Sunday, November 6, 2016

The Mary And Brad Story


"With respect to petitioner wife’s Federal income tax for 2008, the Internal Revenue Service … determined a deficiency of $106,733 and an accuracy-related penalty of $21,347 under section 6662(a). With respect to petitioners’ joint federal tax for 2010, the IRS determined a deficiency of $100,924 and a section 6662(a) penalty of $20,185.”
Someone went into Tax Court for a quarter of a million dollars. Let’s check it out.

Oh, oh. The issue was whether the taxpayers had a business or nonbusiness bad debt. If they did not, then other tax dominoes would tumble, such as whether a net operating loss existed.

We have Mary Bell. She was single in 2008. She married in 2010. They lived in Texas.

Mary had an MBA, and through 2010 she worked at Blockbuster Corp. You may recall how that turned out, and since 2011 Mary had been a partner with a private equity 
firm.


Her husband also brought some financial chops to the relationship. He was involved with real estate loans, but he lost his job with the 2009 crash. His health thereafter became an issue, but he hoped to get back into the business. His previous clients would eventually have their loans mature, and he wanted to be there when they refinanced.

Our story involves Mary.

Before marrying, Mary dated Brad. Brad was unemployed but full of hope and hype. He was working on a comic strip called “In the Rough,” involving golf.

Mary was making a couple of nickles, and she loaned Brad $75,000. Mary did not go through the due diligence a bank would do, though: investigate his credit rating, request tax returns, obtain other financial information.

She loaned him another $50,000. Brad, being a mature and responsible guy, bought a Hummer with it. He clearly was a keeper.

In all she loaned $430,500 to Brad.

She obtained a written note. It had interest at 5% and matured on December 31, 2007.

How did our tale turn out?

Yep. Our protagonist – the enigmatic, charismatic, problematic Brad – defaulted.

To be fair, he did repay $7,000, so it wasn’t a complete loss.

In 2010 Mary sent an e-mail demanding payment. Brad replied:
"I have no money.”
She continued trying.

In 2011 she filed suit for performance.

In 2012 she received a judgement against Brad.

In 2014 she reasoned that if Brad could get his comic strip syndicated, then he might have enough money to pay her back. She introduced Brad to people. She did not however get any interest, ride or other participation should Brad ever get the comic published.

In 2010 Mary set up an LLC to take-over the note. She then claimed it as a business bad debt on her/their 2010 joint tax return. The note, including interest, was over $600,000 at that time. Not surprisingly, this created a net operating loss, which she carried-back to 2008 for a refund.

We already know that they went to Tax Court.

While there were several issues in the case, we are concerned with only one today 

There are two pieces here:
You made a loan that went south, and
You are in the trade or business of making loans
The IRS quite agreed that Mary made a loan, but they argued that she did not meet the second requirement.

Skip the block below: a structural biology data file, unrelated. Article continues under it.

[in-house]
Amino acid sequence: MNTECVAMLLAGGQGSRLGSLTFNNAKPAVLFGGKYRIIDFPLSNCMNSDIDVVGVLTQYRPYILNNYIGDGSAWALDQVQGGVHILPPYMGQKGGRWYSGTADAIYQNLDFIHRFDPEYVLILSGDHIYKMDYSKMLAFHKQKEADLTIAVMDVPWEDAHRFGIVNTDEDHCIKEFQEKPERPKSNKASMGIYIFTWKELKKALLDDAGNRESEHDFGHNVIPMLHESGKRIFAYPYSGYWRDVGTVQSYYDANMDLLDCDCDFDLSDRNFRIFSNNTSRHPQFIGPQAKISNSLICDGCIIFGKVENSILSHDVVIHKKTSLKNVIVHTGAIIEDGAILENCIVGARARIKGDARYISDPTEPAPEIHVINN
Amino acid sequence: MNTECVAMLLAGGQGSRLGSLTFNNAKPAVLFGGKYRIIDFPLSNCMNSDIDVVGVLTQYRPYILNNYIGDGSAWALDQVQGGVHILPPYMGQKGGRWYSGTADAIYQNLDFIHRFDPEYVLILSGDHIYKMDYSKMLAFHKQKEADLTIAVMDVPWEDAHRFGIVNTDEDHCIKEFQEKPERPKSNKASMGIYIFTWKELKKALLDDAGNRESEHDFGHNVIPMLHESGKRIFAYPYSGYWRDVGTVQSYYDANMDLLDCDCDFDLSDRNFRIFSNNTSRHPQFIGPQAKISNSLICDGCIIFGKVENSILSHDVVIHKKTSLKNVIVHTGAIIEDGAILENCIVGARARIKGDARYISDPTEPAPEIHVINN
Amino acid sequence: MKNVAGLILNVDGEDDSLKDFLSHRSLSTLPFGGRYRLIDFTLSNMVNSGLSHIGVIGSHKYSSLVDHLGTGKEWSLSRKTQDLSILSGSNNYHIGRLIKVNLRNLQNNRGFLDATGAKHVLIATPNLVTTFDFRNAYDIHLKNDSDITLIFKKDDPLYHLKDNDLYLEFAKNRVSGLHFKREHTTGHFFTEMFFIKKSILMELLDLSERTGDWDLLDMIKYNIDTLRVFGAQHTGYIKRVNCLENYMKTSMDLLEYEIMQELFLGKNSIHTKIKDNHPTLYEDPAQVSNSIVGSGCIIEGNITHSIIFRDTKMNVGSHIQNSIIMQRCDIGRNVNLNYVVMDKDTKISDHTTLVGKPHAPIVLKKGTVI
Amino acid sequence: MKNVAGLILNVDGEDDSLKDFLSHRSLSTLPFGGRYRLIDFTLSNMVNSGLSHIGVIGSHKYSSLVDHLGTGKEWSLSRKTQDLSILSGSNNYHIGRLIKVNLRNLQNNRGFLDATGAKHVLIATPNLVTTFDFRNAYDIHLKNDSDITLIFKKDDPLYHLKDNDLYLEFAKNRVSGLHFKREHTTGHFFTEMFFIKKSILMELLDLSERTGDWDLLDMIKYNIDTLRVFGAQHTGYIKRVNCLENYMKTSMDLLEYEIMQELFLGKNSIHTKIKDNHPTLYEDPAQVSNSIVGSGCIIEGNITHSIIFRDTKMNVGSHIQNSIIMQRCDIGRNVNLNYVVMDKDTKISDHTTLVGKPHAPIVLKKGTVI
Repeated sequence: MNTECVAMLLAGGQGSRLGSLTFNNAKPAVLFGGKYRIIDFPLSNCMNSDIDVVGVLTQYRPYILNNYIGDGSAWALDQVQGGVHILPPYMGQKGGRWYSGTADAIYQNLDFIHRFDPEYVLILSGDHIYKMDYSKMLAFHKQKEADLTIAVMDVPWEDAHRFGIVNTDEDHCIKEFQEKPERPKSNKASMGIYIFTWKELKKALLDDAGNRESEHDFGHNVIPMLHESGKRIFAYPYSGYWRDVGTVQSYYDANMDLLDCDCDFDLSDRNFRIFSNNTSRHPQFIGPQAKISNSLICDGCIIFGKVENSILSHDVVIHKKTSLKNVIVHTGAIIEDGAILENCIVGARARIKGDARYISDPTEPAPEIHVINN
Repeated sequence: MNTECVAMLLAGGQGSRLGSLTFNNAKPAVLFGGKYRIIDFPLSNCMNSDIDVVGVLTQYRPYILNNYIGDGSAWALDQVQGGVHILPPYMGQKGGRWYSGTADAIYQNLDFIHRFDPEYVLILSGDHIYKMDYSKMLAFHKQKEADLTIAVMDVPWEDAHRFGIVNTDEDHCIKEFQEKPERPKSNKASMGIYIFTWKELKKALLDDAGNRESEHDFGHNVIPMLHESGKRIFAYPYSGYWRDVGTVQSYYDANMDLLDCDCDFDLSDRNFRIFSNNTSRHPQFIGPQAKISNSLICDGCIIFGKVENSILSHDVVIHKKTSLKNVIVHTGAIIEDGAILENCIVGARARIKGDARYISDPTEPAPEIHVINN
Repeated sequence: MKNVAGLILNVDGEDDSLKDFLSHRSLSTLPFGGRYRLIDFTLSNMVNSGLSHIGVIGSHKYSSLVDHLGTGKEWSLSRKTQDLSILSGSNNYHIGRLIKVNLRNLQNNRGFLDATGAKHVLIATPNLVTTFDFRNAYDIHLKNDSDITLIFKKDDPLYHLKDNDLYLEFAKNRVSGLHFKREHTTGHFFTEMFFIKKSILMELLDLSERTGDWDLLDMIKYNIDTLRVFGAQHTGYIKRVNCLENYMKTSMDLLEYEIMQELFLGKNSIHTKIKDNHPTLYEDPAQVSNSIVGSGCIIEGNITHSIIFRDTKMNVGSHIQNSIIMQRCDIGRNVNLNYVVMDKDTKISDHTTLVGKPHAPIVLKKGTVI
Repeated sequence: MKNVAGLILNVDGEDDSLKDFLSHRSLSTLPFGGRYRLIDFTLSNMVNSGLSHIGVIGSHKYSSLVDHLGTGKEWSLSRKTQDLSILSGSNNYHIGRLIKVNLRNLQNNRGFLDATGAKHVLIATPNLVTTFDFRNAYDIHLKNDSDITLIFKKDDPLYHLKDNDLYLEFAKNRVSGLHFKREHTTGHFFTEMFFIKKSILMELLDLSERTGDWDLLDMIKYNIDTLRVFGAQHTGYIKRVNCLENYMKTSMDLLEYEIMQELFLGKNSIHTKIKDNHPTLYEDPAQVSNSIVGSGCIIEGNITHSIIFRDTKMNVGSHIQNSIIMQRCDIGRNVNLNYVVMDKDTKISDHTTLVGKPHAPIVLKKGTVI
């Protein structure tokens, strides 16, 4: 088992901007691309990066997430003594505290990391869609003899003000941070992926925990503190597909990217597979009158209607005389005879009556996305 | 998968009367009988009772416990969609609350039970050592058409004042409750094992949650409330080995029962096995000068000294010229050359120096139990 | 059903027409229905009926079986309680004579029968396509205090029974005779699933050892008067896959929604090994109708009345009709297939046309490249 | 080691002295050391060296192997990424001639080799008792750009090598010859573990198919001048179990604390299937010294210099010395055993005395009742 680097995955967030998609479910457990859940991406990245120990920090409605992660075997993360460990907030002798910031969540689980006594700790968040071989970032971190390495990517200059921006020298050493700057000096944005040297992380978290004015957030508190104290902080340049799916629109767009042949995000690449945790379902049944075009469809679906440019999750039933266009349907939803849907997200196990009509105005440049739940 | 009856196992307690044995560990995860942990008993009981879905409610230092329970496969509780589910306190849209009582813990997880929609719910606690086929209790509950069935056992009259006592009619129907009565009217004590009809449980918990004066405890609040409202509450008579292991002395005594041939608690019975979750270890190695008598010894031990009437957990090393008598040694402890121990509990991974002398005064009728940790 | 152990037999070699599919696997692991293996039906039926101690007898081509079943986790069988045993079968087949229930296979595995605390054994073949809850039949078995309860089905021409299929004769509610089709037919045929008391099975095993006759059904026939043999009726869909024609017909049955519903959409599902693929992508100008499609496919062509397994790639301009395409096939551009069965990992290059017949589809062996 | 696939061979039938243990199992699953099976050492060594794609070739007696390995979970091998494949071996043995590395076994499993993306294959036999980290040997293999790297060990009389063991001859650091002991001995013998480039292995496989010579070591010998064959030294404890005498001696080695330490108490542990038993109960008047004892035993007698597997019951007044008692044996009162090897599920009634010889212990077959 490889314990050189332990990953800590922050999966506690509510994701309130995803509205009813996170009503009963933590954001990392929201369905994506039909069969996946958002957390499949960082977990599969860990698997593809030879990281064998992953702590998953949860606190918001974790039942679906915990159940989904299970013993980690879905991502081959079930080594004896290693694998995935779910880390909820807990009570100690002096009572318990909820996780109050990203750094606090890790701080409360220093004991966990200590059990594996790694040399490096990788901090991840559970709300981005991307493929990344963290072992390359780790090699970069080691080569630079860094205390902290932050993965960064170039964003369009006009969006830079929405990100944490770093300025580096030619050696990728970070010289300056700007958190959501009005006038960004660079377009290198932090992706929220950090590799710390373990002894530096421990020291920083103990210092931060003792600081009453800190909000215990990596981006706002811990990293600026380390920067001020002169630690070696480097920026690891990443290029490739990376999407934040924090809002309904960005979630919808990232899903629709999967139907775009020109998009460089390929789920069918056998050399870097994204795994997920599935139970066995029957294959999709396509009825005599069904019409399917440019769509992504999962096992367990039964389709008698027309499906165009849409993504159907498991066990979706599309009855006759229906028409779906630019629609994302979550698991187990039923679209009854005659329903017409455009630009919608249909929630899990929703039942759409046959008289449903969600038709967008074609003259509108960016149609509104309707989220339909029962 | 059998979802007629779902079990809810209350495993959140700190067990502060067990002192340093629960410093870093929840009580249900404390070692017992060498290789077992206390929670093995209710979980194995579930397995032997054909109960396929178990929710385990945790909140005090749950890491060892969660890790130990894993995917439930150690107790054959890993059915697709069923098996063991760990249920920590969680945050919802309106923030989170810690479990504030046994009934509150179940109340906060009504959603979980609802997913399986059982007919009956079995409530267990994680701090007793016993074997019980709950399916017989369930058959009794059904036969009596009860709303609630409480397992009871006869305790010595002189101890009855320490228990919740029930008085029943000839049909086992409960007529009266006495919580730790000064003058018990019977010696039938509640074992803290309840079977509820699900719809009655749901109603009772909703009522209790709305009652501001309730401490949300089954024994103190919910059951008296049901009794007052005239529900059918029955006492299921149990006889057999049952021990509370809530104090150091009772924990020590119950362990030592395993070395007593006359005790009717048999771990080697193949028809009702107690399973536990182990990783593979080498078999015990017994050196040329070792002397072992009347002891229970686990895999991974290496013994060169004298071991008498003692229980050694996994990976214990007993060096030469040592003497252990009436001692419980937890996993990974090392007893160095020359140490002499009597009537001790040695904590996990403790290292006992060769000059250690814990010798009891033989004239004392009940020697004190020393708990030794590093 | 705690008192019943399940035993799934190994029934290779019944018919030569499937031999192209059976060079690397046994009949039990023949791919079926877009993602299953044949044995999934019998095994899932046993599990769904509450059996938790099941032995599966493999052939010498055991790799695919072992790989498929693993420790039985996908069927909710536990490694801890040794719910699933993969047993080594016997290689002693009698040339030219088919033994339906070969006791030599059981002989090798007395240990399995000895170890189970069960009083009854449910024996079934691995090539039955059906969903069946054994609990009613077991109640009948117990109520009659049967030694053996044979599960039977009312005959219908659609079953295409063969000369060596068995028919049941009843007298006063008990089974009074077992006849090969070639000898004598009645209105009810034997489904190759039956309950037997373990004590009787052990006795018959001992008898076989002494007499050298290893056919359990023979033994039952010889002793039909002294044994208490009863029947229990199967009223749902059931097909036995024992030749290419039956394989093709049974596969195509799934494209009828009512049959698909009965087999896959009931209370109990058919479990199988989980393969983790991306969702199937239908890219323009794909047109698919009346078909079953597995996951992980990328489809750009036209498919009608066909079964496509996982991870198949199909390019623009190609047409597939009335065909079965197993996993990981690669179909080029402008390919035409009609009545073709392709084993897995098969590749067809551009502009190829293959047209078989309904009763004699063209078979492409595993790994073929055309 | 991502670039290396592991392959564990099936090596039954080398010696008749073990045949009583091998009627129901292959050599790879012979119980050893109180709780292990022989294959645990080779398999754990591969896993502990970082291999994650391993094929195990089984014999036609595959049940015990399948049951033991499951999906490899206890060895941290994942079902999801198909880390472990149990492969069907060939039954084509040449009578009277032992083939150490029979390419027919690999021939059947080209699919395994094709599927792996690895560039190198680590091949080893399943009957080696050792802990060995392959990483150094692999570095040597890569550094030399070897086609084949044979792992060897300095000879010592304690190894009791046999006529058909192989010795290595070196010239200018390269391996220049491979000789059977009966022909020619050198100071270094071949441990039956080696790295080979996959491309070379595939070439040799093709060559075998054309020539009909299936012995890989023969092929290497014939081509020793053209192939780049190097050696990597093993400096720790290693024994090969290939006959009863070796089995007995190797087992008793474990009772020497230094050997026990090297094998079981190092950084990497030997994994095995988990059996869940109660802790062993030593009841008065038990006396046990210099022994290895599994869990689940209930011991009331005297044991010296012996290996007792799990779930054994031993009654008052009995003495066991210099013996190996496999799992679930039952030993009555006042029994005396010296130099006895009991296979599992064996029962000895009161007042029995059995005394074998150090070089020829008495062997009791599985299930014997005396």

You do not need a building and employees to be in the trade or business of making loans, but you do need to make loans repetitively. That is what “trade or business” means: Jimmy John's does not make one sandwich and call it a day. One loan does not rise to the level of “repetitively.” It also helps to meet the routine requirements that banks and other lenders observe: perform credit checks, obtain financial information, obtain security for the loan, etc.

Mary in turn argued that she worked on content deals all the time at Blockbuster, and Brad’s comic strip was “content” by another name. She was in a “trade or business” because she had done something similar at work.

Not a bad argument, but it had two holes:

Mary did not loan money to Brad in the context of her job at Blockbuster. As a consequence, what she did at Blockbuster was not particularly relevant to the tax outcome of her loan.

Even allowing for that, she did not have an interest, royalty, or other equity participation in the comic strip. She could have demanded it from Brad, but she did not. The only thing she had was a creditor interest, the same as Fifth Third or SunTrust have when they lend money. We are still talking about a loan.

The Court decided that Mary had a nonbusiness bad debt.

The tax difference is huge.

If you have a business bad debt, you can deduct the loan the same way you would deduct your rent, payroll or any other expense. If the sum goes negative, you might have a net operating loss that you can carryback and/or carryforward, offsetting taxable income in other years. If you can carryback, you might even get a refund of taxes previously paid.

If you have a nonbusiness bad debt, the most you can do is offset your capital gains plus $3,000. That’s it. The biggest net subtraction you get can on your tax return is $3 grand. And there is no carryback. Mind you, you can carryforward indefinitely, but at $600 grand Mary would be carrying-forward until the cows came home.

Which is why Mary wanted the business bad debt so badly.

But she was not in the business of making loans. The best she could do was the $3,000. 

She owed the tax. She owed the penalty. It was a loser for her all around.

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